How president's speech played in Seattle area
For a little more than a half-hour last night, President Bush told the world how the United States plans to respond to last week's terrorist attacks. Millions watched or listened, some cheering Bush on, others listening for words to quell their anxiety.
Whether they were still working, driving or at home eating dinner, people in the Seattle area tuned in. Here are some of their reactions:
Miriam Howard, 30, a free-lance video editor and manager of an espresso bar, didn't vote for Bush for president and hasn't thought of him as up to the job.
But after listening to his speech on radio, she declared his remarks "very strong, very confident and very unified in tone." Devoid of partisanship and sophisticated in its world view, the speech, Howard said, "spoke to me just being an American."
A high point, she said, was Bush's urging of fair treatment toward all Americans — a statement that came amid suspicion and hate crimes aimed at Arab Americans and Muslims.
"A strong touch," she said.
Howard, a resident of Seattle's Queen Anne Hill, was less pleased with his criticism of the cultural practices of the Taliban. The harsh words should be directed toward terrorism, Howard said, especially as the U.S. seeks allies in Muslim countries.
Eric Silberstein, 57, is not conflicted about what the United States needs to do: "We have to cripple the terrorists."
Bush's speech was forceful, Silberstein said, and left no doubt the nation will lead the world's battle.
"I thought the American people needed to have a feeling of confidence and someone in charge, and I thought the speech made that clear," said Silberstein, who lives on Queen Anne and heads a company that makes vessels that harvest fish food.
"I'm thankful that the country's not led by Neville Chamberlain at this time," he added, a reference to the much-criticized British leader who failed to stand up to Hitler in the German's early days of power.
Al Weddle, 78, is a retired truck salesman and police officer living in Seattle. He was a Navy diver stationed at Pearl Harbor the day Japanese bombed it. A former Democrat who voted for Bush, he watched the speech to see how this new generation would handle its greatest test.
"As an 18-year-old at Pearl Harbor I became an old man real quick. I have memories I wish I didn't have.
"But there are times when this country needs you, and this is one of them. Having survived two wars, I can't say I've heard a speech like this since Franklin Roosevelt.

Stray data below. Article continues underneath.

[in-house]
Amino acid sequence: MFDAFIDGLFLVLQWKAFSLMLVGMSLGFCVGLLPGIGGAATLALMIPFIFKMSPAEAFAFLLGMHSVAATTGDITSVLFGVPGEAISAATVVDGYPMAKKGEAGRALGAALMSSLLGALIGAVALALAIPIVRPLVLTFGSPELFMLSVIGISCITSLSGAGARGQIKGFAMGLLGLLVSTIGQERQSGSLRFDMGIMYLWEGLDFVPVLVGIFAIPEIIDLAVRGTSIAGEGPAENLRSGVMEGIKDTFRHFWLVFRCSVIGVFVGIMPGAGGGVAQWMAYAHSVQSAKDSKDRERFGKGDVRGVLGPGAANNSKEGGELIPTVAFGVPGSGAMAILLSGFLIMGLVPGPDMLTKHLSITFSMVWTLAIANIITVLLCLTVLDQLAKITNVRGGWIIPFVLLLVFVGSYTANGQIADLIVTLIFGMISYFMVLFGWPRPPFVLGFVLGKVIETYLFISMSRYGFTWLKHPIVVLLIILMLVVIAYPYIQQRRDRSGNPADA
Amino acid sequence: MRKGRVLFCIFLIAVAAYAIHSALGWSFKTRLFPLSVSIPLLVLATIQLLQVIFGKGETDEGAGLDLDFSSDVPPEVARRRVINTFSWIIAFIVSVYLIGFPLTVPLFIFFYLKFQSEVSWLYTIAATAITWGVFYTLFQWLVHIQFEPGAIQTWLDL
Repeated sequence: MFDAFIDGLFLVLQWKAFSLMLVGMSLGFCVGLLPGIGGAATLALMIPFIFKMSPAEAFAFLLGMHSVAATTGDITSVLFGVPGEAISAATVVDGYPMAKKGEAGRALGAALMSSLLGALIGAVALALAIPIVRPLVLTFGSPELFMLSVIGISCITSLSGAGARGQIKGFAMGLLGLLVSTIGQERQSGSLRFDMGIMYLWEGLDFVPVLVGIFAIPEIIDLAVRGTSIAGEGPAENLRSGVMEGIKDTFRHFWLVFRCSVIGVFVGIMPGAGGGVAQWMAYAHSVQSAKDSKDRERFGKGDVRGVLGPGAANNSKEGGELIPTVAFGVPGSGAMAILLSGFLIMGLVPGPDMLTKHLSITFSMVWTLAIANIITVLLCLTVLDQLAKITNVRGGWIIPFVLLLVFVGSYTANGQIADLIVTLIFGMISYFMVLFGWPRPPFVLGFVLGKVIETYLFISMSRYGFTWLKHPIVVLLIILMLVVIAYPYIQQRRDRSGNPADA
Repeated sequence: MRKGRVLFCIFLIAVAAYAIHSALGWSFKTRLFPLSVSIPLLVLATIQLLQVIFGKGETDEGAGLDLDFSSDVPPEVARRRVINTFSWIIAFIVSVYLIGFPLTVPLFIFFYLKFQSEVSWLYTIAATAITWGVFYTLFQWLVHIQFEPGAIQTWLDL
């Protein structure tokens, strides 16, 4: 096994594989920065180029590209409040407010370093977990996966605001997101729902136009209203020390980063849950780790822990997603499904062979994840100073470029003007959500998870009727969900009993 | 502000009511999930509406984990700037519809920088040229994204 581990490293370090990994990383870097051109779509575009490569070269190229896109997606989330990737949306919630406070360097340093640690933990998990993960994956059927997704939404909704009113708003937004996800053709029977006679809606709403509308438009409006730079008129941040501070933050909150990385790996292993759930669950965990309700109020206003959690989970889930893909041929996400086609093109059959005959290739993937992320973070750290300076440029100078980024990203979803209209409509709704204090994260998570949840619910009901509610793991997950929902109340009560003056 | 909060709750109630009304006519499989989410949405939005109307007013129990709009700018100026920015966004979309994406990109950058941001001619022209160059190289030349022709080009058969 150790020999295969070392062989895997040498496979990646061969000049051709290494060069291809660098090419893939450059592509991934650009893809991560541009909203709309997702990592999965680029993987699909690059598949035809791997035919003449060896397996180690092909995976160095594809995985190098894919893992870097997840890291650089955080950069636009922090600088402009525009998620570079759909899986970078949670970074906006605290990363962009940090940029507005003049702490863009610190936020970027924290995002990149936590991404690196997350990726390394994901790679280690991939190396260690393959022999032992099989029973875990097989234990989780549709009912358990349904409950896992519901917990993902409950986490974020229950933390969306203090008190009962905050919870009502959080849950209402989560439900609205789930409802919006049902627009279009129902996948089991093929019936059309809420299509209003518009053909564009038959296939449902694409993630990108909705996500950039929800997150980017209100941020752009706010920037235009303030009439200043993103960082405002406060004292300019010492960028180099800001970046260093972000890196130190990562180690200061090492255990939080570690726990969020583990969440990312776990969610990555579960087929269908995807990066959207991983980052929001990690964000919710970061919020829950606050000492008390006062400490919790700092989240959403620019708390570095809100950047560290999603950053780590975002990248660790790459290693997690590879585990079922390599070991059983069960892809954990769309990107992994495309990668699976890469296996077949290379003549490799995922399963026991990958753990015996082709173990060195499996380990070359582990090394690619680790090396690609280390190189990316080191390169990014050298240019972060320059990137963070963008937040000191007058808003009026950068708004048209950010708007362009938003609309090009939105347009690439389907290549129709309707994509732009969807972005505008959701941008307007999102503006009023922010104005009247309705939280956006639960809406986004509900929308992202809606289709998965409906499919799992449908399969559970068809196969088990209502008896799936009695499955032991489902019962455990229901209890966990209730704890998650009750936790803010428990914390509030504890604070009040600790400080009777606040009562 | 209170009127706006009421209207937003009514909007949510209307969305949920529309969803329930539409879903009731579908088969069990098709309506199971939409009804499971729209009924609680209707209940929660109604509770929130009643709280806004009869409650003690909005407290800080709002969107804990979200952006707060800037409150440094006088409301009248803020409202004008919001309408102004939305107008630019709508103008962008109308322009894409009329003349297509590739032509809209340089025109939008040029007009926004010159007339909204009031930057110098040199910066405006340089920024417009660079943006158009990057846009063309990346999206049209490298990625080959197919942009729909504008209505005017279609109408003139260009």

"A very powerful speech."
Like so many people, Mark Solomon, 53, had a quick, simple reaction after the Sept. 11 attacks: Retaliate.
But in the days since, he has turned the complications over in his head: Do we fight back alone if need be? On the home front, what is the balance between a fearsome fight against terrorism and the maintenance of civil liberties?
More immediately, Solomon, who lives in Mountlake Terrace, is worried about the economy and called the White House to say so. He books entertainment for weddings, corporate events and conventions — a business that could have a bleak outlook in an atmosphere of worry and belt-tightening.
Solomon watched the speech at home last night, hoping Bush would urge Americans to show their patriotism, in part, by spending.
He thought Bush did a pretty good job on that point, but, Solomon said, "You can't go overboard as president and make people unafraid if they are afraid."
John Sargent, 49, a computer worker who lives in Seattle's Northgate neighborhood, is too angry and worried to be soothed or emboldened by Bush's speech.
He supposes it did some good to rally Congress and the public but said a military response is needed to "build up our self-esteem. ... Of course, not bombing innocent civilians — just to put those terrorists on their toes."
Sargent believes that will take time and that it should — until the United States has the information it needs. In the meantime, he won't be able to heed Bush's call to return to life as normal.
"I'm not real assured that everything's just going to be back to normal. ... (Bush) said himself it's going to take a long time to weed out these people."
Jawad Kahki, 43, is the president of the Ithna-Asheri Muslim Association of the Northwest. A political independent, he listened to the speech on National Public Radio, both as a Muslim and an American.
He was pleased Bush praised the Muslim faith for its peaceful teachings.
"I really agree with the president that this is a defining moment for the world. But it would've been great if he reached out to community leaders, to priests, imams, rabbis and monks, and asked them to help us arrive at a global village that provides liberty and justice to all.
"When we don't have economic and social justice, it gives the opportunity for evil people to have their say."
Susan Moore, 54, is a technical writer living in Bothell. A Democrat who voted for Al Gore last fall, she watched the speech with her husband and the family dogs, Boz and Skeeter. Boz is hers; Skeeter belongs to her daughter, who finished Marine boot camp three weeks ago.
"I thought it was a really reassuring and strong speech. But it scared me, too.
"I belong to a group called Marine Moms Online, and I've been getting e-mails from moms saying their sons are getting shipped out.
"They say they've had to fill out wills, which is normal procedure, but still I think my daughter's going to be in this for a long haul — and I'm frightened."
Seattle Times staff reporters John Zebrowski and Beth Kaiman contributed to this report.